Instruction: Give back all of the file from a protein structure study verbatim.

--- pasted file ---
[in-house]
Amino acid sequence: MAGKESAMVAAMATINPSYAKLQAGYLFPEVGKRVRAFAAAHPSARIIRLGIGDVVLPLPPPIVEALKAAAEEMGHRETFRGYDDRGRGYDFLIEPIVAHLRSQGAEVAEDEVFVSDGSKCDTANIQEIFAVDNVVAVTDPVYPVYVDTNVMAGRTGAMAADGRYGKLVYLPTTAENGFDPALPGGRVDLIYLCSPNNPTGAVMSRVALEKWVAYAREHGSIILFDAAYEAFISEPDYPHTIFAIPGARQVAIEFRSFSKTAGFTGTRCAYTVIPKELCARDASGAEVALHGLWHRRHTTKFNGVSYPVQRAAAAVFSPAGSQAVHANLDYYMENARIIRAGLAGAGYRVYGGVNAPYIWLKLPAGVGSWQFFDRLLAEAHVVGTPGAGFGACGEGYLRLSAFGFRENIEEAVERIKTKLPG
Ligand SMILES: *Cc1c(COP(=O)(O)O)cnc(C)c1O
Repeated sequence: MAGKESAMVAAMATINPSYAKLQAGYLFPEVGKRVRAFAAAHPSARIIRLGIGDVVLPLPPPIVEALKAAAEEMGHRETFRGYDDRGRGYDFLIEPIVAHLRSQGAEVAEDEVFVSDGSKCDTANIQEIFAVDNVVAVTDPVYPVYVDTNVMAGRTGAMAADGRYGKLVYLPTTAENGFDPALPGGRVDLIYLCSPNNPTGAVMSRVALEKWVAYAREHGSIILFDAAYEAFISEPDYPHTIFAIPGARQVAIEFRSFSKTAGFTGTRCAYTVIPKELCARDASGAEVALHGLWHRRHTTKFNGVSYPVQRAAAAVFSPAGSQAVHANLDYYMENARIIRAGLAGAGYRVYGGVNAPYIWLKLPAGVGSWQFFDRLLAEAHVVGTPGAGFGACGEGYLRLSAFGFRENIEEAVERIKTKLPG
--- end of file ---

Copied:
[in-house]
Amino acid sequence: MAGKESAMVAAMATINPSYAKLQAGYLFPEVGKRVRAFAAAHPSARIIRLGIGDVVLPLPPPIVEALKAAAEEMGHRETFRGYDDRGRGYDFLIEPIVAHLRSQGAEVAEDEVFVSDGSKCDTANIQEIFAVDNVVAVTDPVYPVYVDTNVMAGRTGAMAADGRYGKLVYLPTTAENGFDPALPGGRVDLIYLCSPNNPTGAVMSRVALEKWVAYAREHGSIILFDAAYEAFISEPDYPHTIFAIPGARQVAIEFRSFSKTAGFTGTRCAYTVIPKELCARDASGAEVALHGLWHRRHTTKFNGVSYPVQRAAAAVFSPAGSQAVHANLDYYMENARIIRAGLAGAGYRVYGGVNAPYIWLKLPAGVGSWQFFDRLLAEAHVVGTPGAGFGACGEGYLRLSAFGFRENIEEAVERIKTKLPG
Ligand SMILES: *Cc1c(COP(=O)(O)O)cnc(C)c1O
Repeated sequence: MAGKESAMVAAMATINPSYAKLQAGYLFPEVGKRVRAFAAAHPSARIIRLGIGDVVLPLPPPIVEALKAAAEEMGHRETFRGYDDRGRGYDFLIEPIVAHLRSQGAEVAEDEVFVSDGSKCDTANIQEIFAVDNVVAVTDPVYPVYVDTNVMAGRTGAMAADGRYGKLVYLPTTAENGFDPALPGGRVDLIYLCSPNNPTGAVMSRVALEKWVAYAREHGSIILFDAAYEAFISEPDYPHTIFAIPGARQVAIEFRSFSKTAGFTGTRCAYTVIPKELCARDASGAEVALHGLWHRRHTTKFNGVSYPVQRAAAAVFSPAGSQAVHANLDYYMENARIIRAGLAGAGYRVYGGVNAPYIWLKLPAGVGSWQFFDRLLAEAHVVGTPGAGFGACGEGYLRLSAFGFRENIEEAVERIKTKLPG